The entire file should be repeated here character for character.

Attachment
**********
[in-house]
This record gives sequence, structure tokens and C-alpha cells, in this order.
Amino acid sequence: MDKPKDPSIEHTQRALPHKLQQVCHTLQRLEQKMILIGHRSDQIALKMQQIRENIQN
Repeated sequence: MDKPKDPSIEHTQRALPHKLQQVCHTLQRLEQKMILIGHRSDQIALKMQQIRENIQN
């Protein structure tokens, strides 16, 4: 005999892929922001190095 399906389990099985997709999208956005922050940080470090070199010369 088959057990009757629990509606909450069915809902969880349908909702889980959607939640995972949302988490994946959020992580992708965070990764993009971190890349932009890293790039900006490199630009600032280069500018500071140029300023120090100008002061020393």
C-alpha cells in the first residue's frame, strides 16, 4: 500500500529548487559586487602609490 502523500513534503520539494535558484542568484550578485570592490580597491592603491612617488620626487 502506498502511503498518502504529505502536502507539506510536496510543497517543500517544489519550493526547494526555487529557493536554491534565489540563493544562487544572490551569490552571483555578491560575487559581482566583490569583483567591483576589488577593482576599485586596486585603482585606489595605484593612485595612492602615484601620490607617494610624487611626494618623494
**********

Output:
[in-house]
This record gives sequence, structure tokens and C-alpha cells, in this order.
Amino acid sequence: MDKPKDPSIEHTQRALPHKLQQVCHTLQRLEQKMILIGHRSDQIALKMQQIRENIQN
Repeated sequence: MDKPKDPSIEHTQRALPHKLQQVCHTLQRLEQKMILIGHRSDQIALKMQQIRENIQN
């Protein structure tokens, strides 16, 4: 005999892929922001190095 399906389990099985997709999208956005922050940080470090070199010369 088959057990009757629990509606909450069915809902969880349908909702889980959607939640995972949302988490994946959020992580992708965070990764993009971190890349932009890293790039900006490199630009600032280069500018500071140029300023120090100008002061020393």
C-alpha cells in the first residue's frame, strides 16, 4: 500500500529548487559586487602609490 502523500513534503520539494535558484542568484550578485570592490580597491592603491612617488620626487 502506498502511503498518502504529505502536502507539506510536496510543497517543500517544489519550493526547494526555487529557493536554491534565489540563493544562487544572490551569490552571483555578491560575487559581482566583490569583483567591483576589488577593482576599485586596486585603482585606489595605484593612485595612492602615484601620490607617494610624487611626494618623494